The 5.50am from London Waterloo left on time with 15 crew and 10 reporters, but not a single paying passenger on its 800 seats.
It was not until the scheduled stop at Ashford in Kent that Mrs Marvel Crumpacker, 58, a tourist from Fort Wayne, Indiana, and her pregnant daughter, Denise Bouwers, 35, climbed on board for a day-trip to Paris.
Eurostar staff promptly rushed forward with a bottle of champagne to help them celebrate on the journey.
A somewhat bewildered Mrs Crumpacker said: "I was surprised when we arrived at Ashford station and it was so empty. We thought it would be very busy.
"We are going home tomorrow and this was our last chance to go to Paris. Friends booked us tickets on Monday but we couldn't go. We didn't realise this was the first train."
The journey held no fear for them, said her daughter. "We don't feel nervous at all," she said. "We've heard a lot about Eurostar in the States and I saw it in the film Mission Impossible.
After a 30-minute journey through the tunnel, the train picked up two more passengers at Calais. There was no sign of any damage from last month's disastrous fire which caused millions of pounds worth of damage and forced one of the two tunnels to close for extensive repairs.
The train was, however, obliged to drop its speed from 100mph to 60mph as it travelled through the undamaged tunnel in the area of the fire. Eurostar claimed that the lack of passengers was because safety officials only agreed at 6pm on Tuesday for the passenger services to restart. People had not had a chance to book, it was said.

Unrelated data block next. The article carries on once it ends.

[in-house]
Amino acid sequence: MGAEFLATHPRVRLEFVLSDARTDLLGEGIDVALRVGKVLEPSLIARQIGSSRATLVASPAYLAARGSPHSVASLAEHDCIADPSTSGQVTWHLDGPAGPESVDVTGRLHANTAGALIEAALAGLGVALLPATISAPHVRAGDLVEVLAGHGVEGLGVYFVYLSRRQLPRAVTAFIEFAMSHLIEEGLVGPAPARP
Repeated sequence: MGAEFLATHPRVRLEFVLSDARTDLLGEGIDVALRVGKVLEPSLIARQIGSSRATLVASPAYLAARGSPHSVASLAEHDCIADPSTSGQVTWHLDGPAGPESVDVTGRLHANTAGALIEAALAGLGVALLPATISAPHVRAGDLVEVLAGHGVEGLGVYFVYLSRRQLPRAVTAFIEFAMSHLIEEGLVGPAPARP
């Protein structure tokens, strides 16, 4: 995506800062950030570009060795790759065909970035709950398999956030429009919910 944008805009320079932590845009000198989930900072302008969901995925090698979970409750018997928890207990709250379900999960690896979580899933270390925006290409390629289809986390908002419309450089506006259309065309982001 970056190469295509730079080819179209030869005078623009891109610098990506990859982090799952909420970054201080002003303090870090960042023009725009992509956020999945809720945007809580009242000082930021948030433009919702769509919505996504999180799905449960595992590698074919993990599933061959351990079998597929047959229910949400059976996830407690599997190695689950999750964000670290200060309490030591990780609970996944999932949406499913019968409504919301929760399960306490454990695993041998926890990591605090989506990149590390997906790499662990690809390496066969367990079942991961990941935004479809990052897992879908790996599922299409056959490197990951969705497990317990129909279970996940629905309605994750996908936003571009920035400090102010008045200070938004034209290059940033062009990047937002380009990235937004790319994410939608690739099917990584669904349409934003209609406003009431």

Fiona McCallum, 33, the train manager, said that she had never known such a scarcity of customers. "We usually have about 200 passengers, mostly business people, on this train," she complained.
A Eurostar spokesman, Roger Harrison, said that the trains had to run regardless of the number of passengers to ensure that rolling stock and crew were in the right place to meet timetable commitments. Mr Harrison said that he expected more people to be using services later.
As Mrs Crumpacker and the other three passengers arrived at the Gare du Nord in Paris, they were greeted with the sight of ranks of police and soldiers armed with automatic weapons and knives, who had been drafted in after Tuesday night's bomb attack on the underground.
Trains are expected to run up to half-an-hour late while repairs are undertaken to damaged track. Full Channel Tunnel services may not run for as long as five months.
Eurotunnel's co-chairman, Robert Malpas, said that work on repairing the fire-hit section of the tunnel would take "three to five months", and that when passenger shuttle trains start running again next Tuesday, the company will have about two-thirds of a normal service going through the tunnel.
Both Mr Malpas and Eurostar's UK deputy chairman, Adam Mills, rejected suggestions that their companies were putting profits before safety in restarting services.Reuse content